This issue of the Torture Journal examines sleep deprivation as a method of torture. The editorial proposes that intentionally forcing a person to have less than 6 hours of continuous, restful sleep must be considered a form of degrading treatment that could amount to cruel and inhuman treatment, and suggests that when daily sleep deprivation is intentionally prolonged in a sustained manner for three days or more, it should be considered as a form of torture in itself.
“Intentionally forcing a person to have less than 6 hours of continuous, restful sleep must be considered a form of degrading treatment that could amount to cruel and inhuman treatment.” – Pau Pérez-Sales, Editor-in-Chief, Torture Journal.
There is no universally accepted legal definition of what should be considered sleep deprivation in the context of torture. There are however converging positions from the legal and jurisprudential, and especially medical and psychiatric fields that allow for establishing sufficiently clear recommendations for the international community to take a reasoned stance.
The Torture Journal includes a review of the prohibition of sleep deprivation as torture or ill-treatment in international law and the text of a Protocol for Medico-Legal Documentation of Sleep Deprivation with an accompanying explanatory article covering the development and pilot testing of the Protocol. The section also includes a study carried out in Palestine, documenting the impact of sleep deprivation on a sample of Palestinian detainees.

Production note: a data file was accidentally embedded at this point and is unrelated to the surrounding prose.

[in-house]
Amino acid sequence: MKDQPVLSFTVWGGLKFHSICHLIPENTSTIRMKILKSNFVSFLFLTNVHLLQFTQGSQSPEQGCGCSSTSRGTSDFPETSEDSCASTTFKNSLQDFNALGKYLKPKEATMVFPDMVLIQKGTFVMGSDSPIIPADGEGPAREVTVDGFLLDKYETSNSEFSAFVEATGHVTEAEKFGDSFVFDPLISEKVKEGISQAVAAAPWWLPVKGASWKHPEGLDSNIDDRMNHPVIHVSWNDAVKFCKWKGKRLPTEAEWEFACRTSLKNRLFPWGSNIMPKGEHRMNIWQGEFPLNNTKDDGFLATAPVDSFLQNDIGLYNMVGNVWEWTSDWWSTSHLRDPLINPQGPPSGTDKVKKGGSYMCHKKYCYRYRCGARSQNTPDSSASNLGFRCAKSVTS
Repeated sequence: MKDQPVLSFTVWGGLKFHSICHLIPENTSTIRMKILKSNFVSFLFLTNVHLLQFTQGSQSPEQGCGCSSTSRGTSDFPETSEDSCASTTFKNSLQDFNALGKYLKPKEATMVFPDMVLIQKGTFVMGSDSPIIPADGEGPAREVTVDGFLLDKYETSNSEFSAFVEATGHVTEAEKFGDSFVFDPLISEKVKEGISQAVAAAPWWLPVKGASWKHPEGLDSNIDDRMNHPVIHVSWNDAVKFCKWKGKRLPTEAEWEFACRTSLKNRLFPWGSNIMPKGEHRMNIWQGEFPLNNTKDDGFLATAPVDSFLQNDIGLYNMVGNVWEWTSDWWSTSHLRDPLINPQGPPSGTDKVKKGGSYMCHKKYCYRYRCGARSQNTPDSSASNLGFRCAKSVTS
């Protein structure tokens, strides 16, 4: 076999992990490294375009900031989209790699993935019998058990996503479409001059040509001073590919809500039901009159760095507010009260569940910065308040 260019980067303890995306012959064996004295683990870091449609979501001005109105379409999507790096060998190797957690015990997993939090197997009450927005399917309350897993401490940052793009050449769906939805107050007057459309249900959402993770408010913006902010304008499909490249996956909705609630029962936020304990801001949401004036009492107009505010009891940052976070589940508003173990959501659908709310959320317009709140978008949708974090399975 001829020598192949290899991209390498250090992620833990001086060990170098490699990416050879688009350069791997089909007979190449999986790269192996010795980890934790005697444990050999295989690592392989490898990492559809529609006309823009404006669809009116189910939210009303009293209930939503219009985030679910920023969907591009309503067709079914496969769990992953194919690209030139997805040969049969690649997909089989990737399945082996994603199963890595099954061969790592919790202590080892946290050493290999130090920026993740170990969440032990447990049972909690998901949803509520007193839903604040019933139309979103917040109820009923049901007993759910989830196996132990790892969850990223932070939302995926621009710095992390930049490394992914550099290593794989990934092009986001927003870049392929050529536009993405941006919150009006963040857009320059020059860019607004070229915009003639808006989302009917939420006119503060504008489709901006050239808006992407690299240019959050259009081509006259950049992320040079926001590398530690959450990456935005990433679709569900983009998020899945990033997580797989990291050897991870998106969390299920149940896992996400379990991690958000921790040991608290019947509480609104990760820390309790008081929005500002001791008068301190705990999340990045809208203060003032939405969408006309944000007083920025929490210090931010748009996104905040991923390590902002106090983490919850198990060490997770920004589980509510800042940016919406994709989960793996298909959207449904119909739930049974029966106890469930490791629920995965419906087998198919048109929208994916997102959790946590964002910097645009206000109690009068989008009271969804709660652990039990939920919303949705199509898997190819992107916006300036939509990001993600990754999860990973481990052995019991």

It is further complemented by an epidemiological study on knowledge relating to torture amongst medical professionals in Tanzania and a case report from Australia exemplifying narratives of Tamil survivors of sexual violence. A Debate section that discusses the standing of the Istanbul Protocol through the case of Mr Firas Tbeish is also included. Finally, a book review and letter to the editor close the issue.
The Torture Journal can be viewed and downloaded here.